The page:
Bayer's response to the EU restrictions and EFSA's call for fresh scientific data in May 2015 has been to focus on collecting additional data from large-scale field studies in order to provide the authorities with data on potential impacts of neonic use on bee colonies under most realistic life conditions. A study conducted a few years ago in Ontario, Canada, investigated the impact on honey bee colonies of canola oilseed rape treated with the neonic Clothianidin. The five control and five test fields in the study were at least 2 ha in size and at least 10 km apart to exclude cross-contamination. The exposed hives were observed during the crop season and until after the subsequent overwintering. The results revealed no adverse effects on the colonies. In Mecklenburg-West Pomerania, Germany, Bayer commissioned a large-scale landscape monitoring study on bee pollinators in Clothianidin-treated winter oilseed rape. The monitoring was carried out and evaluated by acknowledged experts for honey bees, bumble bees (Bombus terrestris) and a solitary bee species (Osima rufa) with the involvement of an independent bee research institute and Cologne University. The study covered 17–18 oilseed rape fields totaling 600–800 ha in each 65 km2 control and treatment area. Here, too, no adverse short- or long-term effects of Clothianidin seed treatment were discovered.

On-going commitment

Regulatory authorities in the U.S. and Canada have maintained a balanced evaluation of the neonic situation, as Dr. Susanne Buchholz points out: “The Canadian Pest Management Regulatory Agency (PMRA) concludes in its value assessment of corn and soybean seed treatment that neonic seed treatments provide great economic benefits to growers. In conjunction with the PMRA value assessment, the U.S. Environmental Protection Agency (EPA) and the California Department of Pesticide Management Regulatory Agency (CDPR) have communicated their joint preliminary risk assessment for Imidacloprid, another neonic active substance from Bayer.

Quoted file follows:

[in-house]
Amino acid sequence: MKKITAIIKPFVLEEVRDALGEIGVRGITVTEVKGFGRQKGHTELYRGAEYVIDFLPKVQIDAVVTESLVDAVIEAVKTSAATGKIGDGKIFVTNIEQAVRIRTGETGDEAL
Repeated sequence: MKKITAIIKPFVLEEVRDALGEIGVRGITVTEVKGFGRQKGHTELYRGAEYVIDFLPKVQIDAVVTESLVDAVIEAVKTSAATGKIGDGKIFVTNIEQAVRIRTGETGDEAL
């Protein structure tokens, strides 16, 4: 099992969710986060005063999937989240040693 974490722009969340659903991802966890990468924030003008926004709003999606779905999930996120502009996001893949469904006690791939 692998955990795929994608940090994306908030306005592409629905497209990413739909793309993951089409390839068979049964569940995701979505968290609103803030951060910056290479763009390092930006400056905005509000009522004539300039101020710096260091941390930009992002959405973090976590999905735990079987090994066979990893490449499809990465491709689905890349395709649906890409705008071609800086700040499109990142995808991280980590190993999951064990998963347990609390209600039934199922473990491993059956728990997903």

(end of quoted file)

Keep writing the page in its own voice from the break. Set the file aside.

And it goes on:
They conclude that there is minimal to no risk in most uses, including seed treatments in corn and soybean, and minimal to no risk from carryover residues in succeeding crops, soils and weeds. They point out that there might be a potential risk from foliar uses in cotton, citrus and some bee-attractive crops in Canada, which can be mitigated by current or pending label restrictions. We will continue to work with these regulators to discuss mitigation measures and to clarify areas of perceived potential risks. Besides North America, there are regulatory reviews going on in the EU, Asia and Latin America, specifically in Brazil.”

Bayer remains committed to delivering the best possible solutions to farmers, whilst taking into account all the relevant agronomical, environmental and societal risks and benefits. “For this reason,” says Dr. Christian Maus, “we have been establishing a worldwide network of scientists that includes independent scientists with no relationship to industry stakeholders, e.g., the University of Hohenheim in Germany, the Fraunhofer Chile Research Foundation or the Centre for Ecology and Hydrology in the UK. We favor such a broad-based perspective so we can base our bee health solutions on sound science. Many of our projects are linked to improving bee health and learning about pollinator ecology.” Since pollinators and agriculture are inherently linked, Bayer has been actively involved in finding solutions to improve bee health for nearly 30 years. This commitment will continue.
Share this article on: